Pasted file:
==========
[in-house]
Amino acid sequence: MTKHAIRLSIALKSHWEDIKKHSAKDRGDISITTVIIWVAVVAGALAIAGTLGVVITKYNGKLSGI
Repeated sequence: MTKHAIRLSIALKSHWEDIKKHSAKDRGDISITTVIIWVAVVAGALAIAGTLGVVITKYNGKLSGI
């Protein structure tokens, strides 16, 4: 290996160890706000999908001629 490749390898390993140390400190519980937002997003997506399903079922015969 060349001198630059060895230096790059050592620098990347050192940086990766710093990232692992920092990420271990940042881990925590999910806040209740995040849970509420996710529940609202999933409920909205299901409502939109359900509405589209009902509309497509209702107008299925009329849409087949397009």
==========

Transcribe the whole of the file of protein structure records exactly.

[in-house]
Amino acid sequence: MTKHAIRLSIALKSHWEDIKKHSAKDRGDISITTVIIWVAVVAGALAIAGTLGVVITKYNGKLSGI
Repeated sequence: MTKHAIRLSIALKSHWEDIKKHSAKDRGDISITTVIIWVAVVAGALAIAGTLGVVITKYNGKLSGI
């Protein structure tokens, strides 16, 4: 290996160890706000999908001629 490749390898390993140390400190519980937002997003997506399903079922015969 060349001198630059060895230096790059050592620098990347050192940086990766710093990232692992920092990420271990940042881990925590999910806040209740995040849970509420996710529940609202999933409920909205299901409502939109359900509405589209009902509309497509209702107008299925009329849409087949397009």